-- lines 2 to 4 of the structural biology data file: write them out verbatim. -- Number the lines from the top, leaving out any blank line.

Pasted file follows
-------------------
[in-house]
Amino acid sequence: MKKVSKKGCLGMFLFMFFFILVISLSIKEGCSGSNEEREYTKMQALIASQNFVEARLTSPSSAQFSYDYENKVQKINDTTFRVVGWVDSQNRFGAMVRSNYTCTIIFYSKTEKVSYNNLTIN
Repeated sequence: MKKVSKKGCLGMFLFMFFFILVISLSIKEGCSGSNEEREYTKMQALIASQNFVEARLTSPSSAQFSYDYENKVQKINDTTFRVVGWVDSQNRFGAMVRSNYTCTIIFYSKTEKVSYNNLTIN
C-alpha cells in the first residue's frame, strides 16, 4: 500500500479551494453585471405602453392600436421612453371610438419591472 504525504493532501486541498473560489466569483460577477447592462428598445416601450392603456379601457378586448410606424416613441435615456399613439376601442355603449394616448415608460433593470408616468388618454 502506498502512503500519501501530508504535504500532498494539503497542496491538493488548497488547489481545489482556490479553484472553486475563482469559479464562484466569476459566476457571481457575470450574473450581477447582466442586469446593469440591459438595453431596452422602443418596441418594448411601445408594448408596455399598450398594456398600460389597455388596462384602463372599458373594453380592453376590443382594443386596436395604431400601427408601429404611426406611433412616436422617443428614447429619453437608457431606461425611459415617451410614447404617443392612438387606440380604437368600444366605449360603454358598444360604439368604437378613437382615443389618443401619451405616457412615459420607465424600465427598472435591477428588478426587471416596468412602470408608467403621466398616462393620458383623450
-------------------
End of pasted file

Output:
Amino acid sequence: MKKVSKKGCLGMFLFMFFFILVISLSIKEGCSGSNEEREYTKMQALIASQNFVEARLTSPSSAQFSYDYENKVQKINDTTFRVVGWVDSQNRFGAMVRSNYTCTIIFYSKTEKVSYNNLTIN
Repeated sequence: MKKVSKKGCLGMFLFMFFFILVISLSIKEGCSGSNEEREYTKMQALIASQNFVEARLTSPSSAQFSYDYENKVQKINDTTFRVVGWVDSQNRFGAMVRSNYTCTIIFYSKTEKVSYNNLTIN
C-alpha cells in the first residue's frame, strides 16, 4: 500500500479551494453585471405602453392600436421612453371610438419591472 504525504493532501486541498473560489466569483460577477447592462428598445416601450392603456379601457378586448410606424416613441435615456399613439376601442355603449394616448415608460433593470408616468388618454 502506498502512503500519501501530508504535504500532498494539503497542496491538493488548497488547489481545489482556490479553484472553486475563482469559479464562484466569476459566476457571481457575470450574473450581477447582466442586469446593469440591459438595453431596452422602443418596441418594448411601445408594448408596455399598450398594456398600460389597455388596462384602463372599458373594453380592453376590443382594443386596436395604431400601427408601429404611426406611433412616436422617443428614447429619453437608457431606461425611459415617451410614447404617443392612438387606440380604437368600444366605449360603454358598444360604439368604437378613437382615443389618443401619451405616457412615459420607465424600465427598472435591477428588478426587471416596468412602470408608467403621466398616462393620458383623450